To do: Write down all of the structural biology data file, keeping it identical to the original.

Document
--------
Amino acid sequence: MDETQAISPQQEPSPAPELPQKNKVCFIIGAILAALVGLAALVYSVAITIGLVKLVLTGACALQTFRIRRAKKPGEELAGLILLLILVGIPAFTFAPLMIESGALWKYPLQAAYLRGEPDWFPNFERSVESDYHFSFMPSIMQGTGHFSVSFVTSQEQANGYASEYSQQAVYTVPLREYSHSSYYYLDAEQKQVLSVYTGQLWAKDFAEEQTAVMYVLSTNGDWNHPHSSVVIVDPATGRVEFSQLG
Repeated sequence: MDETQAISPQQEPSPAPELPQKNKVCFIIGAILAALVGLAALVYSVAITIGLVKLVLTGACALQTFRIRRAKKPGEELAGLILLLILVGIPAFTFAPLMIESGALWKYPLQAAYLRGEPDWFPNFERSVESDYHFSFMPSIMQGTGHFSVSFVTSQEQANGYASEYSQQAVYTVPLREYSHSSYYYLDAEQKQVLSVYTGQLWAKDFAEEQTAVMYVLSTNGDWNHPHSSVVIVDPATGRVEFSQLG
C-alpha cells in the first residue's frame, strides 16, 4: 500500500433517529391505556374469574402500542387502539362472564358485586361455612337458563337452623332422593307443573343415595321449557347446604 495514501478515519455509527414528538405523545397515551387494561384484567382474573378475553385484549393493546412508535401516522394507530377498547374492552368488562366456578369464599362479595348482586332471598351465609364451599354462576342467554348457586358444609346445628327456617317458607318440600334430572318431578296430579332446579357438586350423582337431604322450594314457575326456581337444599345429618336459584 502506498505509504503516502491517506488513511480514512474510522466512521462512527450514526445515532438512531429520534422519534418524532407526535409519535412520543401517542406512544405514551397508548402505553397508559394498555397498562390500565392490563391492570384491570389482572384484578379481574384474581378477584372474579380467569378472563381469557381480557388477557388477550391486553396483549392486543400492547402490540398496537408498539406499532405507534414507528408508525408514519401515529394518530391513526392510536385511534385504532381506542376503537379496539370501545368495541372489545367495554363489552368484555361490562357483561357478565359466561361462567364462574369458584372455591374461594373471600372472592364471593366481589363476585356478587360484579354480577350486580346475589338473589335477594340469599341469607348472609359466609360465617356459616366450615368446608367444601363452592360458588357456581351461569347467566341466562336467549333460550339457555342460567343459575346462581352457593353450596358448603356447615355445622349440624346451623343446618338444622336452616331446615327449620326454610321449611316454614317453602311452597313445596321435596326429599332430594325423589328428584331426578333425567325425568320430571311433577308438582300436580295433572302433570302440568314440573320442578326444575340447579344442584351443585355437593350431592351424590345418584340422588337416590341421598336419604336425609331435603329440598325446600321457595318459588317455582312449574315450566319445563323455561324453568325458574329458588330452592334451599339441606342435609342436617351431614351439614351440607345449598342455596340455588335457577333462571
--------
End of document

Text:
Amino acid sequence: MDETQAISPQQEPSPAPELPQKNKVCFIIGAILAALVGLAALVYSVAITIGLVKLVLTGACALQTFRIRRAKKPGEELAGLILLLILVGIPAFTFAPLMIESGALWKYPLQAAYLRGEPDWFPNFERSVESDYHFSFMPSIMQGTGHFSVSFVTSQEQANGYASEYSQQAVYTVPLREYSHSSYYYLDAEQKQVLSVYTGQLWAKDFAEEQTAVMYVLSTNGDWNHPHSSVVIVDPATGRVEFSQLG
Repeated sequence: MDETQAISPQQEPSPAPELPQKNKVCFIIGAILAALVGLAALVYSVAITIGLVKLVLTGACALQTFRIRRAKKPGEELAGLILLLILVGIPAFTFAPLMIESGALWKYPLQAAYLRGEPDWFPNFERSVESDYHFSFMPSIMQGTGHFSVSFVTSQEQANGYASEYSQQAVYTVPLREYSHSSYYYLDAEQKQVLSVYTGQLWAKDFAEEQTAVMYVLSTNGDWNHPHSSVVIVDPATGRVEFSQLG
C-alpha cells in the first residue's frame, strides 16, 4: 500500500433517529391505556374469574402500542387502539362472564358485586361455612337458563337452623332422593307443573343415595321449557347446604 495514501478515519455509527414528538405523545397515551387494561384484567382474573378475553385484549393493546412508535401516522394507530377498547374492552368488562366456578369464599362479595348482586332471598351465609364451599354462576342467554348457586358444609346445628327456617317458607318440600334430572318431578296430579332446579357438586350423582337431604322450594314457575326456581337444599345429618336459584 502506498505509504503516502491517506488513511480514512474510522466512521462512527450514526445515532438512531429520534422519534418524532407526535409519535412520543401517542406512544405514551397508548402505553397508559394498555397498562390500565392490563391492570384491570389482572384484578379481574384474581378477584372474579380467569378472563381469557381480557388477557388477550391486553396483549392486543400492547402490540398496537408498539406499532405507534414507528408508525408514519401515529394518530391513526392510536385511534385504532381506542376503537379496539370501545368495541372489545367495554363489552368484555361490562357483561357478565359466561361462567364462574369458584372455591374461594373471600372472592364471593366481589363476585356478587360484579354480577350486580346475589338473589335477594340469599341469607348472609359466609360465617356459616366450615368446608367444601363452592360458588357456581351461569347467566341466562336467549333460550339457555342460567343459575346462581352457593353450596358448603356447615355445622349440624346451623343446618338444622336452616331446615327449620326454610321449611316454614317453602311452597313445596321435596326429599332430594325423589328428584331426578333425567325425568320430571311433577308438582300436580295433572302433570302440568314440573320442578326444575340447579344442584351443585355437593350431592351424590345418584340422588337416590341421598336419604336425609331435603329440598325446600321457595318459588317455582312449574315450566319445563323455561324453568325458574329458588330452592334451599339441606342435609342436617351431614351439614351440607345449598342455596340455588335457577333462571